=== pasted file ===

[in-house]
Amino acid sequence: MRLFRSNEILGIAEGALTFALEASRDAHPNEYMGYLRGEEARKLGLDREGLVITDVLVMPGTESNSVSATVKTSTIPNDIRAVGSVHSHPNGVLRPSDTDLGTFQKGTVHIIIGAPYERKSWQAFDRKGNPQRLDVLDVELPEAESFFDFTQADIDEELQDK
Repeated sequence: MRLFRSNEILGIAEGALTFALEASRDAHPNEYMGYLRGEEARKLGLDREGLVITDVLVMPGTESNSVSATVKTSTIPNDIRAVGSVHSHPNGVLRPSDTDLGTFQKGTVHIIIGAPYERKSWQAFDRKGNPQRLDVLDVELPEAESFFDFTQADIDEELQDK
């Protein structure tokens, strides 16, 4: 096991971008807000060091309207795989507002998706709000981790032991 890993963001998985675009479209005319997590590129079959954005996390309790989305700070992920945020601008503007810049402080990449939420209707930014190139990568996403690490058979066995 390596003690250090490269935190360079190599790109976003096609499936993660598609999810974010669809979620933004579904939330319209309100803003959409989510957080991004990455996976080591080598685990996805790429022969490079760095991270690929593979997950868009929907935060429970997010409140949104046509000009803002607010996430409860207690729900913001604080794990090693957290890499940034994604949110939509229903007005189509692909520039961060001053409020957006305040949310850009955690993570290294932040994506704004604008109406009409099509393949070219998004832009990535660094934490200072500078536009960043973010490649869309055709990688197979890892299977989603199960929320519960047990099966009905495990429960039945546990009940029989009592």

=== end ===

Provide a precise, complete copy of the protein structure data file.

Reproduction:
[in-house]
Amino acid sequence: MRLFRSNEILGIAEGALTFALEASRDAHPNEYMGYLRGEEARKLGLDREGLVITDVLVMPGTESNSVSATVKTSTIPNDIRAVGSVHSHPNGVLRPSDTDLGTFQKGTVHIIIGAPYERKSWQAFDRKGNPQRLDVLDVELPEAESFFDFTQADIDEELQDK
Repeated sequence: MRLFRSNEILGIAEGALTFALEASRDAHPNEYMGYLRGEEARKLGLDREGLVITDVLVMPGTESNSVSATVKTSTIPNDIRAVGSVHSHPNGVLRPSDTDLGTFQKGTVHIIIGAPYERKSWQAFDRKGNPQRLDVLDVELPEAESFFDFTQADIDEELQDK
């Protein structure tokens, strides 16, 4: 096991971008807000060091309207795989507002998706709000981790032991 890993963001998985675009479209005319997590590129079959954005996390309790989305700070992920945020601008503007810049402080990449939420209707930014190139990568996403690490058979066995 390596003690250090490269935190360079190599790109976003096609499936993660598609999810974010669809979620933004579904939330319209309100803003959409989510957080991004990455996976080591080598685990996805790429022969490079760095991270690929593979997950868009929907935060429970997010409140949104046509000009803002607010996430409860207690729900913001604080794990090693957290890499940034994604949110939509229903007005189509692909520039961060001053409020957006305040949310850009955690993570290294932040994506704004604008109406009409099509393949070219998004832009990535660094934490200072500078536009960043973010490649869309055709990688197979890892299977989603199960929320519960047990099966009905495990429960039945546990009940029989009592």